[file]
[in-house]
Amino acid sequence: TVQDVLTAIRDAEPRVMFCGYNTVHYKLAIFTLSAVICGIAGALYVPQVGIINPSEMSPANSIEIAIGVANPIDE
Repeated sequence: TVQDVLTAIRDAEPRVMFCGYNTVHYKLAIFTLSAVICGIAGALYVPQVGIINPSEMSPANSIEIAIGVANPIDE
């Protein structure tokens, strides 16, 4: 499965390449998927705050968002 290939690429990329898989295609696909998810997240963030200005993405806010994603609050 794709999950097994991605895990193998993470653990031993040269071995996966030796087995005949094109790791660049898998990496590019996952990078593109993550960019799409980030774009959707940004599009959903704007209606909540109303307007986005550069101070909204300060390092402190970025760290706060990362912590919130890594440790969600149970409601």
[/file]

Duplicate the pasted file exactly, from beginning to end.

[in-house]
Amino acid sequence: TVQDVLTAIRDAEPRVMFCGYNTVHYKLAIFTLSAVICGIAGALYVPQVGIINPSEMSPANSIEIAIGVANPIDE
Repeated sequence: TVQDVLTAIRDAEPRVMFCGYNTVHYKLAIFTLSAVICGIAGALYVPQVGIINPSEMSPANSIEIAIGVANPIDE
């Protein structure tokens, strides 16, 4: 499965390449998927705050968002 290939690429990329898989295609696909998810997240963030200005993405806010994603609050 794709999950097994991605895990193998993470653990031993040269071995996966030796087995005949094109790791660049898998990496590019996952990078593109993550960019799409980030774009959707940004599009959903704007209606909540109303307007986005550069101070909204300060390092402190970025760290706060990362912590919130890594440790969600149970409601």